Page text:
At first things were great. Then my doubts began to chew at the bottom of my brainpan and continued chewing. I saw religious people all over the world with what appeared to be genuine faith, Mormons, Buddhists, Hindus, Muslims. I began to wonder what made my faith special? Why was I tuned into the most enormous of all cosmic truths and they, somehow, were not? As I looked deeper into modern skepticism I found what sounded like reasonable discussions, even solutions. Nothing that caused me to toss my faith out the window, but enough that I have been sitting on the mental fence, off and on, for quite a while. 'Suiting up and showing up' for church and church service (which, without doubt, is good for me) but still leaving The Question open in my mind. I believed this was the only way many modern people can experience religion; I am a skeptic like so many others and I think I always will be. Bigfoot isn't real, ditto yeti, the bermuda triangle, or elvis in tucson. What the heck does a Christian living in our century make of the OT law, the first 11 chapters of genesis, evolution, the fall, and so on?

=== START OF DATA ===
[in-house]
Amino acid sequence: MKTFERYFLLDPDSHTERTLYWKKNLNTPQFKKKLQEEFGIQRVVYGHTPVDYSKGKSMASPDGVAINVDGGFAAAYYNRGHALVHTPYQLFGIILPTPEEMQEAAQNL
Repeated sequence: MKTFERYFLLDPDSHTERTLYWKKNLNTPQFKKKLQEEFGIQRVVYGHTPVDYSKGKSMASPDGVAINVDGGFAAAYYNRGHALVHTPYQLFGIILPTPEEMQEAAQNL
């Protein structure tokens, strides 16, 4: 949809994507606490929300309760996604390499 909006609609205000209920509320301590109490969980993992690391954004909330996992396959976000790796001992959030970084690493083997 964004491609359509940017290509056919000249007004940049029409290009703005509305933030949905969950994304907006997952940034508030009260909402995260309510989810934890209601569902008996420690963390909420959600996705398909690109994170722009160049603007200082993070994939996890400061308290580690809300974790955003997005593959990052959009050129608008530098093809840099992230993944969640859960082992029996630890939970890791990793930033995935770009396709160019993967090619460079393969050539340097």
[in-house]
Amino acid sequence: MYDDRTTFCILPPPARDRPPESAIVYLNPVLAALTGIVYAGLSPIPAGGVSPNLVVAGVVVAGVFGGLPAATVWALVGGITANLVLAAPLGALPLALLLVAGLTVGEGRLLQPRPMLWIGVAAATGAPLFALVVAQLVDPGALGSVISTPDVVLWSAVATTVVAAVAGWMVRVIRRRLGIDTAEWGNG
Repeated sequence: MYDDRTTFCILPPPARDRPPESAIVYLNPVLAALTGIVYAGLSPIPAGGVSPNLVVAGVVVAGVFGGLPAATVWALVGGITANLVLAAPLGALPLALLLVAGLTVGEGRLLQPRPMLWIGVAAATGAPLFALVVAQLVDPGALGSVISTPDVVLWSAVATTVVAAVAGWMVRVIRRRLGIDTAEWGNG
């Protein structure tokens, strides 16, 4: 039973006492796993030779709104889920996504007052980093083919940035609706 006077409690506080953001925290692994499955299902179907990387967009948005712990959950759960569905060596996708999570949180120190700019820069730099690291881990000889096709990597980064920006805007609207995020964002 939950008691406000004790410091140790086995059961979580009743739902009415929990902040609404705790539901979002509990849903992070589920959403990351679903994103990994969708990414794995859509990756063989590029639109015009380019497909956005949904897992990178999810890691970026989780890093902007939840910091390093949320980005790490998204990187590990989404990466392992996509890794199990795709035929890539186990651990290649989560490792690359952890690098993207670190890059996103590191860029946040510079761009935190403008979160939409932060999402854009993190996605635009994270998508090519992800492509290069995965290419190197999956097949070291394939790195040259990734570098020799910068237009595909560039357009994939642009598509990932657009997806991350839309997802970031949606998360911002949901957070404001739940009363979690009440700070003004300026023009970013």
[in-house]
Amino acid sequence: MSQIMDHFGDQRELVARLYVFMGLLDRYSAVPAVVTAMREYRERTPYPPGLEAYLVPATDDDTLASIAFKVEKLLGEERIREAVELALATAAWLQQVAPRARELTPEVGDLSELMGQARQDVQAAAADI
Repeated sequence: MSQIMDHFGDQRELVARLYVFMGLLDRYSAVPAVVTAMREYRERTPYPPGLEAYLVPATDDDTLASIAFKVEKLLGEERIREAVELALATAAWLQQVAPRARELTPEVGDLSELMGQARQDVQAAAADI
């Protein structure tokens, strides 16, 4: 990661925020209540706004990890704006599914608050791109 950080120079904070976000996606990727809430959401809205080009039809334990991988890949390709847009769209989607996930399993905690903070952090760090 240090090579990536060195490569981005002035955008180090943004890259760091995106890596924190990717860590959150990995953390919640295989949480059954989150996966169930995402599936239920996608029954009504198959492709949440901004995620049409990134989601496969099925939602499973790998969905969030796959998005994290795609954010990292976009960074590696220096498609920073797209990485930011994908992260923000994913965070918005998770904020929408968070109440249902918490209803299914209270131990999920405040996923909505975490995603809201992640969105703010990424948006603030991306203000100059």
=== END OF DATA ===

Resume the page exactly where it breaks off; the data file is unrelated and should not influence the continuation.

I believe EFM will help me by exposing me to other skeptics who have chosen both faith and reason, who read the bible as believers but through the light of modern critical interpretation and not the kind which says 'this is God's Word it contains every answer and no part of it is incorrect...look, it says so right here!'

Twenty four hour days. Proof texts. Levitical Law. St. Paul's human moments. (Though people I respect, smarter and better read than me, Romy for example, believe the bible is fully God's word...I've read enough to have my own struggles).

So, back to Lewis (whose essay "On Scripture" in Reflections on the Psalms was very helpful to me when I converted). My opinion of him has dropped a bit over the years. I thought he'd be great to drink beer with, had a great Christian imagination, but was no theist philosopher. I mean, come on, too many people like him.